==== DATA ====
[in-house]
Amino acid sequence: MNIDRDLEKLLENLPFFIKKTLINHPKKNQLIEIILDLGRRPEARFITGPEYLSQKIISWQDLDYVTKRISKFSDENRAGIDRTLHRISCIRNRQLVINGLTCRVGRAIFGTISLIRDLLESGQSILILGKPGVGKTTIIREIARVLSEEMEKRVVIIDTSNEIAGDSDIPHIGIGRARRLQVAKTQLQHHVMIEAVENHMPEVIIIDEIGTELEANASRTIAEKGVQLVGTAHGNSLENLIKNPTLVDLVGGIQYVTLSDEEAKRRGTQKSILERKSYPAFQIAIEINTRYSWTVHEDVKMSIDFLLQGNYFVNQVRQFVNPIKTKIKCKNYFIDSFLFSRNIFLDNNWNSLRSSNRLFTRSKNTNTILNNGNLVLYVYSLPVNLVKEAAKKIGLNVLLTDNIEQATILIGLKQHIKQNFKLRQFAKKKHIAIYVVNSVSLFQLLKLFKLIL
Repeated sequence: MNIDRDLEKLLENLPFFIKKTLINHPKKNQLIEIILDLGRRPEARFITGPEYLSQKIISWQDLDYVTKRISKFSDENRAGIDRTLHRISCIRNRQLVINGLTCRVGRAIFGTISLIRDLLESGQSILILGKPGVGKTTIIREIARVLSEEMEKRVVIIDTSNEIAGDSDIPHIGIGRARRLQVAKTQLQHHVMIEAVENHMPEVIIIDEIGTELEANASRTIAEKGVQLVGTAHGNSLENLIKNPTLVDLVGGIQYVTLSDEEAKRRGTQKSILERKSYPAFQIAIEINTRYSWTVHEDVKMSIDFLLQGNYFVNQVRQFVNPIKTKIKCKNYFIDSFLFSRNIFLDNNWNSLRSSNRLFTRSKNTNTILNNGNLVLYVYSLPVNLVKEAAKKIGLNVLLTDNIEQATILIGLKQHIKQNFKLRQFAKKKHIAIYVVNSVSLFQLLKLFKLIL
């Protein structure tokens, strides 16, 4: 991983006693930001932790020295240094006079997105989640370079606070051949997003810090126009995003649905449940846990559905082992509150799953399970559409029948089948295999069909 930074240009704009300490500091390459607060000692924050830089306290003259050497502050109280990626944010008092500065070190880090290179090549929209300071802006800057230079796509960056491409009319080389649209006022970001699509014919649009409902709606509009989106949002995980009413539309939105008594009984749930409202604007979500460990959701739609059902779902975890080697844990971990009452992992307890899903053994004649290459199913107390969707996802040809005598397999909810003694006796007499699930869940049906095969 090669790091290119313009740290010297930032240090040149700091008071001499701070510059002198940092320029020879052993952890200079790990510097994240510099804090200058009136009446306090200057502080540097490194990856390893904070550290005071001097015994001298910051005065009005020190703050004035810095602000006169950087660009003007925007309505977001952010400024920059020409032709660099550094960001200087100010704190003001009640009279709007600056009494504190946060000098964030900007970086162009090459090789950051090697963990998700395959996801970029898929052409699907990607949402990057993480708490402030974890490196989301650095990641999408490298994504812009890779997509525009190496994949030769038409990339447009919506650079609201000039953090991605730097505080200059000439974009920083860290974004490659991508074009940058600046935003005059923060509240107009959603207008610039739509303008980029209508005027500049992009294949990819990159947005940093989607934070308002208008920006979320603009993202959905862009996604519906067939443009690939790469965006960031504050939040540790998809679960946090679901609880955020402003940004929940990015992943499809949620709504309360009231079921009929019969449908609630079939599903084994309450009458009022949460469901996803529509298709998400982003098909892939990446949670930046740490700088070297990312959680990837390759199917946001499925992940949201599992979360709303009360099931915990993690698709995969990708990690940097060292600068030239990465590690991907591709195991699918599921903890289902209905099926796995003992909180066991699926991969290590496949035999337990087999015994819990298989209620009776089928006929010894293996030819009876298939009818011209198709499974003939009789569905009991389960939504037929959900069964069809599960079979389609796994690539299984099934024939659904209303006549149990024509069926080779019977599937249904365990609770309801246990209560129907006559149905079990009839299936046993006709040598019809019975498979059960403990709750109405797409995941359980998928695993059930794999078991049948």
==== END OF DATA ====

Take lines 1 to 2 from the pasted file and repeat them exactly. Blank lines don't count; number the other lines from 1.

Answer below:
[in-house]
Amino acid sequence: MNIDRDLEKLLENLPFFIKKTLINHPKKNQLIEIILDLGRRPEARFITGPEYLSQKIISWQDLDYVTKRISKFSDENRAGIDRTLHRISCIRNRQLVINGLTCRVGRAIFGTISLIRDLLESGQSILILGKPGVGKTTIIREIARVLSEEMEKRVVIIDTSNEIAGDSDIPHIGIGRARRLQVAKTQLQHHVMIEAVENHMPEVIIIDEIGTELEANASRTIAEKGVQLVGTAHGNSLENLIKNPTLVDLVGGIQYVTLSDEEAKRRGTQKSILERKSYPAFQIAIEINTRYSWTVHEDVKMSIDFLLQGNYFVNQVRQFVNPIKTKIKCKNYFIDSFLFSRNIFLDNNWNSLRSSNRLFTRSKNTNTILNNGNLVLYVYSLPVNLVKEAAKKIGLNVLLTDNIEQATILIGLKQHIKQNFKLRQFAKKKHIAIYVVNSVSLFQLLKLFKLIL